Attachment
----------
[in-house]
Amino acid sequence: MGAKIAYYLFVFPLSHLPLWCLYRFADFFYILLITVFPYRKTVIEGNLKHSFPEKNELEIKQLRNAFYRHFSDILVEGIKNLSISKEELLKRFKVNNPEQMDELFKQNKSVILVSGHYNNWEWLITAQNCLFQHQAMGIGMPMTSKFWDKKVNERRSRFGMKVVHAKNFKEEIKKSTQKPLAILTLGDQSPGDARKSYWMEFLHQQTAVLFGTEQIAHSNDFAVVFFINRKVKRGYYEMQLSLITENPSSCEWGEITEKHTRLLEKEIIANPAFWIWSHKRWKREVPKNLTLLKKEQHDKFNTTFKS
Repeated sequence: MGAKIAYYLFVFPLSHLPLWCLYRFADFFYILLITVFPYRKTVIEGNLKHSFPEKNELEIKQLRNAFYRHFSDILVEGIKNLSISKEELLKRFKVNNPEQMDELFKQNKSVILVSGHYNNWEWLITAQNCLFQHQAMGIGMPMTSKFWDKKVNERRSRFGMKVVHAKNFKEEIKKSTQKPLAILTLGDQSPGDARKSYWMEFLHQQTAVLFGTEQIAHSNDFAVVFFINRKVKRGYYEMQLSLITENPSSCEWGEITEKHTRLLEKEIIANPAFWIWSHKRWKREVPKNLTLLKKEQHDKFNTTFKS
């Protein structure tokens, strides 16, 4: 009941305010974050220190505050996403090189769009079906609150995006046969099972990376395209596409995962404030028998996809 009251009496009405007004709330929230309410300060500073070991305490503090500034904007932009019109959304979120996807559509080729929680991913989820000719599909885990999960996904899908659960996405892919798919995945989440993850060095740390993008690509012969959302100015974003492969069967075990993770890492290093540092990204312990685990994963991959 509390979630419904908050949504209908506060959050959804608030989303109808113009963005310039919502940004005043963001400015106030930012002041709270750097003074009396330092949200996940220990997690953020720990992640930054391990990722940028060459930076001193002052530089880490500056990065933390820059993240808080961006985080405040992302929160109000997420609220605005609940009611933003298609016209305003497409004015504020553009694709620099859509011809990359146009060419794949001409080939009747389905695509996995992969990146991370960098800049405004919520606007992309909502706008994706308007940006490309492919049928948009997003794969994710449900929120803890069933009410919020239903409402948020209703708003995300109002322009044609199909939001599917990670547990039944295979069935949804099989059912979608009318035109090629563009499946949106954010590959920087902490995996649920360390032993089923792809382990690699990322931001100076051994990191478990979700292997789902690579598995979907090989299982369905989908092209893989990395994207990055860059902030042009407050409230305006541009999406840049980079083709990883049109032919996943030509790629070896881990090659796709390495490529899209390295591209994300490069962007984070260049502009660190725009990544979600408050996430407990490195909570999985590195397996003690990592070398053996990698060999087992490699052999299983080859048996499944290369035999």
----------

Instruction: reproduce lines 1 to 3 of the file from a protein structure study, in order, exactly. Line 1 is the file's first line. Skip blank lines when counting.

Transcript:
[in-house]
Amino acid sequence: MGAKIAYYLFVFPLSHLPLWCLYRFADFFYILLITVFPYRKTVIEGNLKHSFPEKNELEIKQLRNAFYRHFSDILVEGIKNLSISKEELLKRFKVNNPEQMDELFKQNKSVILVSGHYNNWEWLITAQNCLFQHQAMGIGMPMTSKFWDKKVNERRSRFGMKVVHAKNFKEEIKKSTQKPLAILTLGDQSPGDARKSYWMEFLHQQTAVLFGTEQIAHSNDFAVVFFINRKVKRGYYEMQLSLITENPSSCEWGEITEKHTRLLEKEIIANPAFWIWSHKRWKREVPKNLTLLKKEQHDKFNTTFKS
Repeated sequence: MGAKIAYYLFVFPLSHLPLWCLYRFADFFYILLITVFPYRKTVIEGNLKHSFPEKNELEIKQLRNAFYRHFSDILVEGIKNLSISKEELLKRFKVNNPEQMDELFKQNKSVILVSGHYNNWEWLITAQNCLFQHQAMGIGMPMTSKFWDKKVNERRSRFGMKVVHAKNFKEEIKKSTQKPLAILTLGDQSPGDARKSYWMEFLHQQTAVLFGTEQIAHSNDFAVVFFINRKVKRGYYEMQLSLITENPSSCEWGEITEKHTRLLEKEIIANPAFWIWSHKRWKREVPKNLTLLKKEQHDKFNTTFKS